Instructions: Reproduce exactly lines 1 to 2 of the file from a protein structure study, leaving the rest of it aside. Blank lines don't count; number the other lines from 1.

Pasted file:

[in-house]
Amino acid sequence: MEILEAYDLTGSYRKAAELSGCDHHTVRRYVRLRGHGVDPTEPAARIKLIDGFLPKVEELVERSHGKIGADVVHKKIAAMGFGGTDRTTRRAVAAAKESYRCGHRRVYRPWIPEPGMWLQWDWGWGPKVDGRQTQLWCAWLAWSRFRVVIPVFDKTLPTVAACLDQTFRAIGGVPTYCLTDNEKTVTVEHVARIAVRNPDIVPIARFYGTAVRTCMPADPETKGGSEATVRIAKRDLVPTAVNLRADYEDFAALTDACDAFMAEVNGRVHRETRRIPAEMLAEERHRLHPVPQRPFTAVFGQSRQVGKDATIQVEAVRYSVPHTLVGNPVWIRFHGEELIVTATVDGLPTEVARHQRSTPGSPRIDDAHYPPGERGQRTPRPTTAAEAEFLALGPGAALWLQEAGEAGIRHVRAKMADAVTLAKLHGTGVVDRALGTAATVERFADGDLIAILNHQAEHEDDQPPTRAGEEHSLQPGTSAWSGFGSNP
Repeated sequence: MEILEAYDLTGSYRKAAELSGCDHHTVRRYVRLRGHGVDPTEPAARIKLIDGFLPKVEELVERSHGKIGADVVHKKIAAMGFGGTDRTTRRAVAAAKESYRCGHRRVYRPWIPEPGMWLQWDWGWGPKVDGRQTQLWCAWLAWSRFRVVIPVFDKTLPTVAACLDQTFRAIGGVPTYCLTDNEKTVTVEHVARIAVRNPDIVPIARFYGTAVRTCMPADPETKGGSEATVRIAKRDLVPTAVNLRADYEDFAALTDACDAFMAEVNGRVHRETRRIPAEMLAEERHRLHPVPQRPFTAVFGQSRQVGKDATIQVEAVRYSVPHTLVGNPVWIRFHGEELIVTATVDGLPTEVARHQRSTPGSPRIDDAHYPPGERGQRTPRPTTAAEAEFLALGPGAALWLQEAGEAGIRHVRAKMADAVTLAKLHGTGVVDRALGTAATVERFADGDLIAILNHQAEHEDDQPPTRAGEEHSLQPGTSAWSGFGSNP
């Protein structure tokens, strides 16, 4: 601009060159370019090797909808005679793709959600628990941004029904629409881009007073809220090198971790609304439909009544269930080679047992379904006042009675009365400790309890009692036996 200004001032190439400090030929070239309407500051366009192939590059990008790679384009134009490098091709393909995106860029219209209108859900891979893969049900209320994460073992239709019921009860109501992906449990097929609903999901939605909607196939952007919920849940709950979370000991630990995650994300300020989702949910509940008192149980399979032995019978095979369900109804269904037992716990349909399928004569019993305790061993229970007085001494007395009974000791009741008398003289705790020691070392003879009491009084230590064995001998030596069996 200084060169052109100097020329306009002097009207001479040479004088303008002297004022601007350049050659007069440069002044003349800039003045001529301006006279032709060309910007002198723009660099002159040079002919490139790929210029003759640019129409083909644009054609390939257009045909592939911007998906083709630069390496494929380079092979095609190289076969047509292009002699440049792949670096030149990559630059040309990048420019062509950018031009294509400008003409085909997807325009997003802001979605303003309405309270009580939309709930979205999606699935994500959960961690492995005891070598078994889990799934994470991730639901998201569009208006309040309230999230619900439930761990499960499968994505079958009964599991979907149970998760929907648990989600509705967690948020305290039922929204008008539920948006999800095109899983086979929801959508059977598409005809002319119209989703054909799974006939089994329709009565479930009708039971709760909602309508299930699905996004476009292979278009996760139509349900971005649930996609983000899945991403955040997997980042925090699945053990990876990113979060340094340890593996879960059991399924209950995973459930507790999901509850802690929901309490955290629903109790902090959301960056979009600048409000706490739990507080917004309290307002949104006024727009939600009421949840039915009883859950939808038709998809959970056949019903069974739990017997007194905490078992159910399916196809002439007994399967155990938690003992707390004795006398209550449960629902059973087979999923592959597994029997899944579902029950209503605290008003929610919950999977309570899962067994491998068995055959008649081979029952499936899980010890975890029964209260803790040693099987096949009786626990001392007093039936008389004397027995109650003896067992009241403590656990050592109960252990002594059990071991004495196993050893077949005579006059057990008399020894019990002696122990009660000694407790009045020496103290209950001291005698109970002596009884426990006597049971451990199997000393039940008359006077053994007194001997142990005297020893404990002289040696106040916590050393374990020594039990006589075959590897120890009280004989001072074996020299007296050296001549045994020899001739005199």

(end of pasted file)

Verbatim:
[in-house]
Amino acid sequence: MEILEAYDLTGSYRKAAELSGCDHHTVRRYVRLRGHGVDPTEPAARIKLIDGFLPKVEELVERSHGKIGADVVHKKIAAMGFGGTDRTTRRAVAAAKESYRCGHRRVYRPWIPEPGMWLQWDWGWGPKVDGRQTQLWCAWLAWSRFRVVIPVFDKTLPTVAACLDQTFRAIGGVPTYCLTDNEKTVTVEHVARIAVRNPDIVPIARFYGTAVRTCMPADPETKGGSEATVRIAKRDLVPTAVNLRADYEDFAALTDACDAFMAEVNGRVHRETRRIPAEMLAEERHRLHPVPQRPFTAVFGQSRQVGKDATIQVEAVRYSVPHTLVGNPVWIRFHGEELIVTATVDGLPTEVARHQRSTPGSPRIDDAHYPPGERGQRTPRPTTAAEAEFLALGPGAALWLQEAGEAGIRHVRAKMADAVTLAKLHGTGVVDRALGTAATVERFADGDLIAILNHQAEHEDDQPPTRAGEEHSLQPGTSAWSGFGSNP